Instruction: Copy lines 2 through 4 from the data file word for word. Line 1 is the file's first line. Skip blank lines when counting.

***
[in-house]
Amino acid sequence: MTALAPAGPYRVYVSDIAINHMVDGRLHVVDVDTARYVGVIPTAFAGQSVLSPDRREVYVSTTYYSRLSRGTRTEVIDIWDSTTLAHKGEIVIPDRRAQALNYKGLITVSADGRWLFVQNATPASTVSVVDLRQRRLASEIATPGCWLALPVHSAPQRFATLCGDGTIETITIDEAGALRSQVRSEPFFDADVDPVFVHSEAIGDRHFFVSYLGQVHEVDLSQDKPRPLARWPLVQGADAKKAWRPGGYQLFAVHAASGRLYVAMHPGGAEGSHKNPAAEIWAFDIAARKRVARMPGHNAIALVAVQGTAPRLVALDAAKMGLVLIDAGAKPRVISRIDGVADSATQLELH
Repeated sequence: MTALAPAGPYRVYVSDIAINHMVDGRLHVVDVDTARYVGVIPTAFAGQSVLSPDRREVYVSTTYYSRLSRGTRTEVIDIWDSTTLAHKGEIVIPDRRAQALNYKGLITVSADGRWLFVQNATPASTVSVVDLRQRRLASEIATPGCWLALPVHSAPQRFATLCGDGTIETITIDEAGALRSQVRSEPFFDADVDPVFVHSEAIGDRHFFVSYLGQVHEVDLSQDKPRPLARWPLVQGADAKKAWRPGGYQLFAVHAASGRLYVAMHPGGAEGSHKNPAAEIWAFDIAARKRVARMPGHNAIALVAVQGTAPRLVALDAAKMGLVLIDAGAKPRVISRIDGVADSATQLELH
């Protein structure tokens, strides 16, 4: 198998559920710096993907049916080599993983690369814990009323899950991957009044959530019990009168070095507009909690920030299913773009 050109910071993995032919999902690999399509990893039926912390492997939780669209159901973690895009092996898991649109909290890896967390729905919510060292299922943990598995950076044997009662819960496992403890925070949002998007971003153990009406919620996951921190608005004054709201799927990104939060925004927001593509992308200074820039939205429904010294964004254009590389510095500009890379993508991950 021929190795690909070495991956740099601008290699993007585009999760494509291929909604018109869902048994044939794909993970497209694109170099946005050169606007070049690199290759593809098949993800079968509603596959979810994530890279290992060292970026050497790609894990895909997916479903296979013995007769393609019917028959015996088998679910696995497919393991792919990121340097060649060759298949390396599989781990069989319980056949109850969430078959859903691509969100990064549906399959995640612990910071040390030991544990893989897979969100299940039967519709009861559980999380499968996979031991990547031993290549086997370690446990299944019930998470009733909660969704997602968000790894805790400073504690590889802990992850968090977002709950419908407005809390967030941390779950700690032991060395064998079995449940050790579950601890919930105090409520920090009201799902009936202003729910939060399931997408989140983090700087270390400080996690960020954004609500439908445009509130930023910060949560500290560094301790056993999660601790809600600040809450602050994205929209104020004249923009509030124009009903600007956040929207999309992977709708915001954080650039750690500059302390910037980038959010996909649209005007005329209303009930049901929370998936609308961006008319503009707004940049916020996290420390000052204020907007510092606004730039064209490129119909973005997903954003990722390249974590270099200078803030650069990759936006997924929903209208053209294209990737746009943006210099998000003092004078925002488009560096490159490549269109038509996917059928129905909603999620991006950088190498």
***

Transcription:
Amino acid sequence: MTALAPAGPYRVYVSDIAINHMVDGRLHVVDVDTARYVGVIPTAFAGQSVLSPDRREVYVSTTYYSRLSRGTRTEVIDIWDSTTLAHKGEIVIPDRRAQALNYKGLITVSADGRWLFVQNATPASTVSVVDLRQRRLASEIATPGCWLALPVHSAPQRFATLCGDGTIETITIDEAGALRSQVRSEPFFDADVDPVFVHSEAIGDRHFFVSYLGQVHEVDLSQDKPRPLARWPLVQGADAKKAWRPGGYQLFAVHAASGRLYVAMHPGGAEGSHKNPAAEIWAFDIAARKRVARMPGHNAIALVAVQGTAPRLVALDAAKMGLVLIDAGAKPRVISRIDGVADSATQLELH
Repeated sequence: MTALAPAGPYRVYVSDIAINHMVDGRLHVVDVDTARYVGVIPTAFAGQSVLSPDRREVYVSTTYYSRLSRGTRTEVIDIWDSTTLAHKGEIVIPDRRAQALNYKGLITVSADGRWLFVQNATPASTVSVVDLRQRRLASEIATPGCWLALPVHSAPQRFATLCGDGTIETITIDEAGALRSQVRSEPFFDADVDPVFVHSEAIGDRHFFVSYLGQVHEVDLSQDKPRPLARWPLVQGADAKKAWRPGGYQLFAVHAASGRLYVAMHPGGAEGSHKNPAAEIWAFDIAARKRVARMPGHNAIALVAVQGTAPRLVALDAAKMGLVLIDAGAKPRVISRIDGVADSATQLELH
């Protein structure tokens, strides 16, 4: 198998559920710096993907049916080599993983690369814990009323899950991957009044959530019990009168070095507009909690920030299913773009 050109910071993995032919999902690999399509990893039926912390492997939780669209159901973690895009092996898991649109909290890896967390729905919510060292299922943990598995950076044997009662819960496992403890925070949002998007971003153990009406919620996951921190608005004054709201799927990104939060925004927001593509992308200074820039939205429904010294964004254009590389510095500009890379993508991950 021929190795690909070495991956740099601008290699993007585009999760494509291929909604018109869902048994044939794909993970497209694109170099946005050169606007070049690199290759593809098949993800079968509603596959979810994530890279290992060292970026050497790609894990895909997916479903296979013995007769393609019917028959015996088998679910696995497919393991792919990121340097060649060759298949390396599989781990069989319980056949109850969430078959859903691509969100990064549906399959995640612990910071040390030991544990893989897979969100299940039967519709009861559980999380499968996979031991990547031993290549086997370690446990299944019930998470009733909660969704997602968000790894805790400073504690590889802990992850968090977002709950419908407005809390967030941390779950700690032991060395064998079995449940050790579950601890919930105090409520920090009201799902009936202003729910939060399931997408989140983090700087270390400080996690960020954004609500439908445009509130930023910060949560500290560094301790056993999660601790809600600040809450602050994205929209104020004249923009509030124009009903600007956040929207999309992977709708915001954080650039750690500059302390910037980038959010996909649209005007005329209303009930049901929370998936609308961006008319503009707004940049916020996290420390000052204020907007510092606004730039064209490129119909973005997903954003990722390249974590270099200078803030650069990759936006997924929903209208053209294209990737746009943006210099998000003092004078925002488009560096490159490549269109038509996917059928129905909603999620991006950088190498």